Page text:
Musk said he thought the email was off the record, but BuzzFeed said they never agreed to that. In September 2018, Unsworth filed a defamation lawsuit against Musk in the Central District of California.
Court filings from the defamation suit against Musk were made public on Monday.
Musk Defends “Pedo Guy” Tweet
In those documents, Musk claimed that referring to Unsworth as “pedo guy” was not a direct accusation of pedophilia.
“‘Pedo guy’ was a common insult used in South Africa when I was growing up,” Musk wrote. “It is synonymous with ‘creepy old man’ and is used to insult a person’s appearance and demeanor, not accuse a person of acts of pedophilia.”
“I did not intend to accuse Mr. Unsworth of engaging in acts of pedophilia,” he continued. “In response to his insults in the CNN interview, I meant to insult him back by expressing my opinion that he seemed like a creepy old man.”
The fact that Musk is arguing he was expressing his opinion is important in this context because under the First Amendment, opinions are usually protected speech and not considered defamatory.
The documents also included Musk’s deposition, where he talks more in-depth about the “pedo guy” tweet.
In the deposition, Musk said he sent BuzzFeed the email because he was worried it could turn into a Jeffrey Epstein situation, referring to the wealthy financier who was accused of sexually assaulting dozens of young women, including many underage girls.
“What if we have another Jeffrey Epstein on our hands?” he said. “And what if he uses whatever celebrity he gains from this cave rescue to shield his bad deeds? This would be terrible.”
Musk’s Epstein argument might become problematic. First of all, he made the statements to BuzzFeed before the new allegations surfaced, which some have argued proves he just is using current news to frame Unsworth in a certain way, and that he did not actually consider Epstein at all.
That argument is also furthered by the fact that it has been reported that Musk had attended several events with Epstein, all of which were after Epstein pleaded guilty to soliciting prostitution from an underage girl in 2008.
Notably, Musk also said in the filings that he paid a private investigator more than $50,000 to investigate Unsworth after receiving an unsolicited email from the PI in August 2018.
In the documents, Musk says that the investigator: “reported that Mr. Unsworth met and began a relationship with his alleged Thai wife when she around twelve years old.”
He also added that the investigator “reported that Mr. Unsworth associated with Europeans who engage in improper sexual conduct in Thailand,” and that he “learned that Mr. Unsworth frequented Pattaya Beach which is well known for prostitution and sex tourism, and that Mr. Unsworth was unpopular at the rescue site because other rescue workers thought that he was ‘creepy.’”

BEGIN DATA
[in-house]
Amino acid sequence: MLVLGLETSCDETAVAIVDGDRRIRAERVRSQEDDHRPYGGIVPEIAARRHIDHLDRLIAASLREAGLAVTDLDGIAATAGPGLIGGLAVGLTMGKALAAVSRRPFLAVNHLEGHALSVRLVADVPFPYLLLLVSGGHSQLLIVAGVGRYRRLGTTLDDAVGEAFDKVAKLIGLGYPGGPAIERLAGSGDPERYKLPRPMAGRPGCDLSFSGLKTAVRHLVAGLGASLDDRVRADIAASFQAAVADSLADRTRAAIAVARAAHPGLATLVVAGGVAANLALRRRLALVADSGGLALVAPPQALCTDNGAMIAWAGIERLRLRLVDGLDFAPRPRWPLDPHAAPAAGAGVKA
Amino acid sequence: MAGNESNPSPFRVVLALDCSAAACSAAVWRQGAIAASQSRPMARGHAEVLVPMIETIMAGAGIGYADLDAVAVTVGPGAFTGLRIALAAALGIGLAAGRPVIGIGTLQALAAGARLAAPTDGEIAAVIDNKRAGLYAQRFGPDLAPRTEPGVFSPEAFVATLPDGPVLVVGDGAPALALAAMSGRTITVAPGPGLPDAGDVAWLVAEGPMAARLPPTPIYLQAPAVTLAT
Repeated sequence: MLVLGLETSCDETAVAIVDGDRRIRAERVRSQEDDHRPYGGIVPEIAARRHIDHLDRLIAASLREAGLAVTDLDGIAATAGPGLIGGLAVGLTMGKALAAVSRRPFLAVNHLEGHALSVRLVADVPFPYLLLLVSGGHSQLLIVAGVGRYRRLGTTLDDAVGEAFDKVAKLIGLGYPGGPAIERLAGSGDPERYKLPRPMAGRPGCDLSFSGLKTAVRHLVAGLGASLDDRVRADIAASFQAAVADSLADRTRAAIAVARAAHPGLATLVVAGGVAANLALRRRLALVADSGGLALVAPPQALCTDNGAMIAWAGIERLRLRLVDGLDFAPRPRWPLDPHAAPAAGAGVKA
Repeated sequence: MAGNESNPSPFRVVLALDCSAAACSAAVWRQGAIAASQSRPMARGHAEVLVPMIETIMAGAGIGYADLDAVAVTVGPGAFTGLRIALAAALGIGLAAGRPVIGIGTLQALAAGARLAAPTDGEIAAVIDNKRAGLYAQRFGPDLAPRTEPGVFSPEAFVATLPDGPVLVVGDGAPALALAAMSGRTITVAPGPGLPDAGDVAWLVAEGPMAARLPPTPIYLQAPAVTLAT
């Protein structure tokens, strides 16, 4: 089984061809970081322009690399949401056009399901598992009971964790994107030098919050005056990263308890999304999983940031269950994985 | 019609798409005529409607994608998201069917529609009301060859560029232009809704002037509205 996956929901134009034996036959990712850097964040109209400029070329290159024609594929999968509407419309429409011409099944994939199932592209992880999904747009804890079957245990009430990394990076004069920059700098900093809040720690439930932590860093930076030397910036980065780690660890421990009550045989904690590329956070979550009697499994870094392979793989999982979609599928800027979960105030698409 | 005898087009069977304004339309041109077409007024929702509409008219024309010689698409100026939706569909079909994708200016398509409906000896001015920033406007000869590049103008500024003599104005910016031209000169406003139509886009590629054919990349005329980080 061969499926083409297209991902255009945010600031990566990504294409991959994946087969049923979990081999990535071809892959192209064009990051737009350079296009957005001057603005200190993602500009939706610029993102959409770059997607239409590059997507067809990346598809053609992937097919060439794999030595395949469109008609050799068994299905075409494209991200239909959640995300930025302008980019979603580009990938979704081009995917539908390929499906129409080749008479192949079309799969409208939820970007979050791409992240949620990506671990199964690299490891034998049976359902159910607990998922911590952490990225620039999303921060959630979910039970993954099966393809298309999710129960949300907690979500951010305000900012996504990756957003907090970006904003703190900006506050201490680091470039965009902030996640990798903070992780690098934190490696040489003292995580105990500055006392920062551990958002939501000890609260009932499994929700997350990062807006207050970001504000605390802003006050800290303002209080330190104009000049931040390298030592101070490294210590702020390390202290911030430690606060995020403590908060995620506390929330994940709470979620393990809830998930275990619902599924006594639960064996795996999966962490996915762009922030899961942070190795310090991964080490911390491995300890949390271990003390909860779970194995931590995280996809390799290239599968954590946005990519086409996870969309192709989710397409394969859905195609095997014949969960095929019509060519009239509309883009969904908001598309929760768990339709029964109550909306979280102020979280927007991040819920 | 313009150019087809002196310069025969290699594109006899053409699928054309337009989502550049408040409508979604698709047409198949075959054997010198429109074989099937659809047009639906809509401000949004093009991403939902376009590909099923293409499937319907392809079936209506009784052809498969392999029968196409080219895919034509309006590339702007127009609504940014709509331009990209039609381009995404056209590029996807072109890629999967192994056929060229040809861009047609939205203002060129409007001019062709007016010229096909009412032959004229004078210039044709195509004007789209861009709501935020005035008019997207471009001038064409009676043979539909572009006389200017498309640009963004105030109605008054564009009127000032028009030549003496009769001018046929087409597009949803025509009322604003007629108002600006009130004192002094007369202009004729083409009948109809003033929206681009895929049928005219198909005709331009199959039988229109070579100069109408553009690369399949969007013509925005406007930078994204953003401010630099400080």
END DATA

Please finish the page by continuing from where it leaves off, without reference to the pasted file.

Musk goes on to say this was the basis for the comments he made in his email to BuzzFeed.
“I did not authorize Mr. Mac or BuzzFeed to publish the contents of the email nor did I intend or expect that they would,” he said. “Especially without first independently verifying and confirming its information.”
He later added that he gave the information to Mac “so that BuzzFeed could conduct its own investigation into Mr. Unsworth and corroborate the information.”
Musk’s lawyers even admitted in the court filings that the private investigator’s findings “lacked solid evidence of Mr. Unsworth’s behavior.”
Following the release of the court documents, Unsworth’s lawyer gave a statement to BuzzFeed condemning the Musk’s defense.
“The motion filed by Elon Musk today is a disgusting and transparent effort to continue falsely smearing Vernon Unsworth without any credible or verified supporting evidence,” the lawyer said.
“Mr. Unsworth’s opposition to Musk’s motion will reveal the whole truth of Musk’s actions and the falsity of his public statements and his motion with respect to Mr. Unsworth will be exposed.”
See what others are saying: (BuzzFeed News) (The Washington Post) (Business Insider)
Controversy, Racism, and Genius Kids?! How One Sperm Bank Changed Everything…
The Repository for Germinal Choice is the most controversial sperm bank in U.S. history. While it was operational some people believed this bank was racist and they even compared the companies goals to Nazi eugenic practices. But even though this sperm bank was highly controversial, it also completely changed the sperm bank industry.
So check out our video for the full story on how this controversial sperm bank would go on to shape an entire industry.